"Peek-a-boo!": Determining the Latency to Laughter in the Case of Three Different Jokes Within Infants Aged Six to Eighteen Months
by Sophie Stumacher
Category: Humanities and Social Sciences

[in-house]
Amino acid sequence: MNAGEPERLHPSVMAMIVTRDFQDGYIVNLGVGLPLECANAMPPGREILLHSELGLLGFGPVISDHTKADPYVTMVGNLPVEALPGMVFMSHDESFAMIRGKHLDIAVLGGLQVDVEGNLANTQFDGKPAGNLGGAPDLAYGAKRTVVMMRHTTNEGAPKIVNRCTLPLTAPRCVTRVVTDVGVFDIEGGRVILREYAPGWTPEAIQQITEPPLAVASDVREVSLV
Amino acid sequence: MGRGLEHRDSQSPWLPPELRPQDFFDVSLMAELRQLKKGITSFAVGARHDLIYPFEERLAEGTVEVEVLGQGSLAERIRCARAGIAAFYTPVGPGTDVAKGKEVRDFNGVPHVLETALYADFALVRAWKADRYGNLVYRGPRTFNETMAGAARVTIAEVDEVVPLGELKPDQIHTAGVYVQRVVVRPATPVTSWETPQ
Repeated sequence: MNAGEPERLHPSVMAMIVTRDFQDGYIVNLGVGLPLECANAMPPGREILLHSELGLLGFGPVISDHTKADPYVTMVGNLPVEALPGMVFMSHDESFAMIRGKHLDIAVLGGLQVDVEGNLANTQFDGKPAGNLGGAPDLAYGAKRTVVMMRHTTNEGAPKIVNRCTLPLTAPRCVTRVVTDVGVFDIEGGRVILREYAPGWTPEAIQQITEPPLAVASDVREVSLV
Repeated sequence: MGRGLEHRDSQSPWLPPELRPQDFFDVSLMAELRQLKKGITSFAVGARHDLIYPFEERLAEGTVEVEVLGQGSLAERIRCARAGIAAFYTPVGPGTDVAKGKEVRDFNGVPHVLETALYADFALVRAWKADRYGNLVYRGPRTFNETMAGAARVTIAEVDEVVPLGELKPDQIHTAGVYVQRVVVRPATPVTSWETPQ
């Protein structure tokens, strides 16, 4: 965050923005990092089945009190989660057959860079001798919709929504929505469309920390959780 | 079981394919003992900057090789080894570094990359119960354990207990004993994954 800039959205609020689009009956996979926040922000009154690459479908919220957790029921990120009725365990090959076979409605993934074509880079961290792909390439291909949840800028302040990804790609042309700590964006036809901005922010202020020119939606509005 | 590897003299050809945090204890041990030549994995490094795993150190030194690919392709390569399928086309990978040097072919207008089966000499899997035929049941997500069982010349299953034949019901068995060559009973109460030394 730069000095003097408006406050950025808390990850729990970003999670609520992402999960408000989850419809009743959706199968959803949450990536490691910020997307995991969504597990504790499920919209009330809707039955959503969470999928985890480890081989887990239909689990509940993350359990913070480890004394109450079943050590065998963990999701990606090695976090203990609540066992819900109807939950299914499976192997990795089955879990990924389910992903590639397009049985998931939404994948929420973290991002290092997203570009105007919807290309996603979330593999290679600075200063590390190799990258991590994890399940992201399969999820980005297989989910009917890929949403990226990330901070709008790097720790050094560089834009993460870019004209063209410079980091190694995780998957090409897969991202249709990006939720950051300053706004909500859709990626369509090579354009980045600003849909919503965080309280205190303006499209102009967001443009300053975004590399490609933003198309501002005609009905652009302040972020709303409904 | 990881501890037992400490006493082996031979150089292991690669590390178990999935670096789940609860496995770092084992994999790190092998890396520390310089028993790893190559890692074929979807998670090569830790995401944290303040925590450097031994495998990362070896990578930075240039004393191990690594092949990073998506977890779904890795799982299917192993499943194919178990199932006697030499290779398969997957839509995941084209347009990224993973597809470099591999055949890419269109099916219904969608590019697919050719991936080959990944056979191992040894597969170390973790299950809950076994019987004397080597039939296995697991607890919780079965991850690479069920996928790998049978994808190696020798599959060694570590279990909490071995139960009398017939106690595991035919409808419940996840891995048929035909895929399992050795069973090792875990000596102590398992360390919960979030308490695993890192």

Abstract – Laughter is universally experienced by humans, and infants usually begin exhibiting this behavior at three months. By understanding laughter, we can strengthen the important relationship between a parent and their child. Because of this importance, scientists have investigated infant humor perception based on parental affect, social referencing, etc. Thus far, infant response time to a joke, or the latency period, has not been explored. Strengthening our understanding of the latency period allows us to predict what factors may lead to laughter the quickest. This study is one of the first of its kind to investigate whether the latency period varies depending on age and joke type. Parental perception of their child’s laughter responses was also investigated. The current work focused on three joke types: absurd (Not-A-Hat), conceptual (Peek-a-boo), and uncategorized (Tearing Paper). Participants were aged 6-18 months. It was found that the conceptual joke (Peek a-boo) had a significantly shorter latency time than the other joke types (x̄ = 1.46s, p<0.001). In addition, infants aged 12-18 months obtained a longer latency time than those aged 6-12 months (x̄ = 1.91s, p>0.05), although the difference was not significant. This study can help scientists predict patterns about what infants are more likely to laugh at, and help parents determine the quickest way to elicit laughter at different developmental stages. As laughter is one of the first forms of vocal communication, this study is vital for parents, so they can better nurture a secure attachment to their child.